Wednesday, April 12, 2006

In America Belief Runs High, Just Not In Truth

You remember when Colin Powell stood up in front of the world, and he said Iraq has got laboratories, mobile labs to build biological weapons? They're illegal. They're against the United Nations resolutions, and we've so far discovered two. And we'll find more weapons as time goes on. But for those who say we haven't found the banned manufacturing devices or banned weapons, they're wrong. We found them. -- George W. Bush, June 2003.

In late May of 2003, I was in the Air Force and I remember feeling very dismayed 50 days after we had invaded Iraq. I wanted to know where the WMDs were. Had my trust and support for this war been misplaced? But then, magically, two small trailers in were discovered in Iraq.

“Did you hear about the trailers?” a fellow airman asked me.

“We’ve got them now,” another said confidently.

They had heard the president’s claim that the trailers seized were actually mobile biological laboratories. For the nation it was post-war justification. For the administration it was much needed proof that the carefully scripted cause for going to war, Iraq’s assumed possession of weapons of mass destruction, was for real.

Small trailers like this, and aluminum tubes bought by Iraq for its alleged nuclear weapons program, were the primary evidence the Bush administration used for its contention that Iraq was making WMDs and should be stopped. But a new Washington Post article by Joby Warrick reports that administration officials asserted that the trailers were used as biological weapons factories even after a Pentagon mission ruled that possibility out.

After the mission a report was filed on May 27, 2003 claiming the trailers were not used in the production of biological weapons. On May 28 the CIA publicly issued an assessment saying that the trailers were used to produce biological weapons and soon after the administration was off to the races, with the press in-tow, upholding those trailers as proof of pre-war WMD activities by Iraq.

Did the president know about that the trailers were totally harmless before he told us of their WMD making capability? I suppose we will never know. Millions are confused about the state of Iraq, the war, the cause for war, the exit plan, because of similar rhetoric and spin about Iraq that we have lived with for years.

In June of 2003, shortly after the president’s speech, a poll found that 33% of Americans believed we had found WMDs in Iraq. 22% said Iraq had used chemical or biological weapons. Other findings showed that before the war 50% said that Iraqis were among the 9/11 hijackers (in-fact none were).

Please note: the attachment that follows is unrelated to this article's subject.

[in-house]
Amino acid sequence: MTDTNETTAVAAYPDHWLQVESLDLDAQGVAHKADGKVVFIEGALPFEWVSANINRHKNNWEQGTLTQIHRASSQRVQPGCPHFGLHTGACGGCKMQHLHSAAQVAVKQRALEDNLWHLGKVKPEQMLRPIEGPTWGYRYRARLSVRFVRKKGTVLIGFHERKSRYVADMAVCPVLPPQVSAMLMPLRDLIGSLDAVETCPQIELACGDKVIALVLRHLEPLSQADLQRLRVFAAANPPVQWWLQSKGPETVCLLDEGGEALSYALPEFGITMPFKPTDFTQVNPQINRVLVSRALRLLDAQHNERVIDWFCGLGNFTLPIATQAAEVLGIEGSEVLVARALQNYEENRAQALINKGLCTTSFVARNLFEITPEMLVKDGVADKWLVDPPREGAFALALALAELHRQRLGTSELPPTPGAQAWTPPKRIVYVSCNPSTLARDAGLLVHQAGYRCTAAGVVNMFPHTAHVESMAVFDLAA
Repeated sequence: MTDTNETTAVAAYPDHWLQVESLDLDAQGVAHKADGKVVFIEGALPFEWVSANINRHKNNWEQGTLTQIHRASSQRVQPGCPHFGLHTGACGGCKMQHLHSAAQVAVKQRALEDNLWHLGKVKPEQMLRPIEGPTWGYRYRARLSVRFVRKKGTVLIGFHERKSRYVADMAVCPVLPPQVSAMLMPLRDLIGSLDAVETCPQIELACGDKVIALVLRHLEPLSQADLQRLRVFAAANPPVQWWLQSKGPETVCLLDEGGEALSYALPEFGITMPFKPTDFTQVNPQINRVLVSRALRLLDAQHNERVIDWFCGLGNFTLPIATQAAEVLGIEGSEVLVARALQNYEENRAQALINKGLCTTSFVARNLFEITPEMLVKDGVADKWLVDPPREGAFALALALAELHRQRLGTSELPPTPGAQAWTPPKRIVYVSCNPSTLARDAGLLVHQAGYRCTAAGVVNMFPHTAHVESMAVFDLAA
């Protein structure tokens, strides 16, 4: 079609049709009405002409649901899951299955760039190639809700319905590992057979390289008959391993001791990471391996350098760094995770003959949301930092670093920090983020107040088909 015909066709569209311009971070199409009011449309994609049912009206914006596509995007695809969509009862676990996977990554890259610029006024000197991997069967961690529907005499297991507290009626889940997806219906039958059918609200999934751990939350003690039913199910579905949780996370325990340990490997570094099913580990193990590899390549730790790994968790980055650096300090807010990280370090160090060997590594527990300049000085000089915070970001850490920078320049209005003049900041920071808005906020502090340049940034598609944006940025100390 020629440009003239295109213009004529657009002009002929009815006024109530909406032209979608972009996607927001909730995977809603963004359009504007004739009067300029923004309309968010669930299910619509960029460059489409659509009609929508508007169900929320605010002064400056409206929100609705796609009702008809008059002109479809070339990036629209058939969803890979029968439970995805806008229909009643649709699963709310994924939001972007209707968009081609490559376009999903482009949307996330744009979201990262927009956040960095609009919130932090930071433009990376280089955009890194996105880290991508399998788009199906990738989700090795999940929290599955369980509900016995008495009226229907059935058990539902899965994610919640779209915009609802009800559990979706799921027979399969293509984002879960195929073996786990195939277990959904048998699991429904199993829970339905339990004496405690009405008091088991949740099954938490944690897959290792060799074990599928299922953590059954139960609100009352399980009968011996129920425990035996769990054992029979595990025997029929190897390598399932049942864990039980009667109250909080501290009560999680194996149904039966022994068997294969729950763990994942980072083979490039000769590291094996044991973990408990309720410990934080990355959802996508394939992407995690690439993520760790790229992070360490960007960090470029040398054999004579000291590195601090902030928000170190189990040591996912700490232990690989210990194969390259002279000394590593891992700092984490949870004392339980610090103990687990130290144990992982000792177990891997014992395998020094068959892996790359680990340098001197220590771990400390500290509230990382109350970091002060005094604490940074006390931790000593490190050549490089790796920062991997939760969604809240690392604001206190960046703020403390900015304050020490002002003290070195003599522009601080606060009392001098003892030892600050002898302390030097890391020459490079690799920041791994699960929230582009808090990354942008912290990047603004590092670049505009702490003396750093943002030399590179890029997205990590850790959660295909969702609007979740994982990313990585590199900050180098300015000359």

Steve Kull, director of the Program on International Policy Attitudes at the University of Maryland, which conducted the poll, was startled at the findings. "Given the intensive news coverage and high levels of public attention, this level of misinformation suggests some Americans may be avoiding having an experience of cognitive dissonance" he said.

“Cognitive dissonance” is the uncomfortable tension of holding two conflicting beliefs in your mind at the same time. What Kull is saying is that many Americans prefer to go on believing lies than having to adjust their thinking. Case-in-point: Kull noted that the mistaken belief that weapons had been found “is substantially greater among those who favored the war.” Confused, rather than admit a mistake, or change a belief, Americans continue to support positions that have long since been falsified.

Thomas Mann, a scholar at the Brookings Institution cites the media and administration for confusing people. “There have been a lot of conflicting reports on the weapons [WMDs]," he said.

Indeed. Before the war Bush administration claims about Iraq’s illegal weapons stockpiles were reported as veritable fact by the U.S. media. After invasion possible WMD discoveries, like Bush’s claim above, were top stories. Ensuing stories countering those claims with truth received far less press.

Facts? Who needs facts? Or, as Pontius Pilate once asked Jesus, “What is truth?” The Bush administration must understand this axiom of rhetoric better than anyone, for they have certainly employed it to maximum effect. I find it interesting that so many Christians who claim to believe in facts and absolutes support an administration so far removed from either. They lend their support and trust to an administration that deals on the shadowy edge of reality to accomplish its goals. Facts? That’s the last thing The White House cares about.

This is the administration that described the attack on Iraq as “one victory in the war on terror that began on Sep. 11.” Never mind that Iraq had nothing to do with 9/11. I wonder how many Americans believe that fact? Even now, after three years of evidence against the very claims used to go to war, people believe. Rather than deal with the cognitive dissonance it’s easier to accept lies. In such a God fearing country, how can we be so comfortable such ambivalence?

In America belief really does run high, but not necessarily in truth. The war started under the guise of National Security. The administration latched on to any whiff of evidence to support it and people believed it. When statements about WMDs became laughable we were told we went to war for humanitarian reasons. Is our attention span that short? Do mistruths and lies resonate for that long? Iraq was a war built on innocuous trailers and aluminum tubes. They’re hollow, and long gone; propped up and blown away with shock and awe. It turns out the real danger is our own lazy and frail beliefs.

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